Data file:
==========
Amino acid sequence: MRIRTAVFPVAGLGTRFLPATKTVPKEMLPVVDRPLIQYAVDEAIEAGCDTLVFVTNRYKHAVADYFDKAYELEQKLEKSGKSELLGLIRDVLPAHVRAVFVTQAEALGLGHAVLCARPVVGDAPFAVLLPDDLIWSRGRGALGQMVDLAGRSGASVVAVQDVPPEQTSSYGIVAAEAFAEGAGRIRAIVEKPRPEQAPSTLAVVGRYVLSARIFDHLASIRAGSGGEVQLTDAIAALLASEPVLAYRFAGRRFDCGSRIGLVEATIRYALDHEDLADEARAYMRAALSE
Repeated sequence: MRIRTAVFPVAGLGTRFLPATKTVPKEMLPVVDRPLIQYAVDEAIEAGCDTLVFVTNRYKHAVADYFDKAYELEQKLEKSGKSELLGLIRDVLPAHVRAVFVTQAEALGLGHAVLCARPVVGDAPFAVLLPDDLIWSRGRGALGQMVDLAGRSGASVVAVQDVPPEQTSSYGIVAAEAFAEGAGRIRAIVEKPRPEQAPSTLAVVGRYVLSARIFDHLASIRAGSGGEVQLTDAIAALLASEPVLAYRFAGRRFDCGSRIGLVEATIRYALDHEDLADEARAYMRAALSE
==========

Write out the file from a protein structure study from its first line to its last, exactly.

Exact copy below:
Amino acid sequence: MRIRTAVFPVAGLGTRFLPATKTVPKEMLPVVDRPLIQYAVDEAIEAGCDTLVFVTNRYKHAVADYFDKAYELEQKLEKSGKSELLGLIRDVLPAHVRAVFVTQAEALGLGHAVLCARPVVGDAPFAVLLPDDLIWSRGRGALGQMVDLAGRSGASVVAVQDVPPEQTSSYGIVAAEAFAEGAGRIRAIVEKPRPEQAPSTLAVVGRYVLSARIFDHLASIRAGSGGEVQLTDAIAALLASEPVLAYRFAGRRFDCGSRIGLVEATIRYALDHEDLADEARAYMRAALSE
Repeated sequence: MRIRTAVFPVAGLGTRFLPATKTVPKEMLPVVDRPLIQYAVDEAIEAGCDTLVFVTNRYKHAVADYFDKAYELEQKLEKSGKSELLGLIRDVLPAHVRAVFVTQAEALGLGHAVLCARPVVGDAPFAVLLPDDLIWSRGRGALGQMVDLAGRSGASVVAVQDVPPEQTSSYGIVAAEAFAEGAGRIRAIVEKPRPEQAPSTLAVVGRYVLSARIFDHLASIRAGSGGEVQLTDAIAALLASEPVLAYRFAGRRFDCGSRIGLVEATIRYALDHEDLADEARAYMRAALSE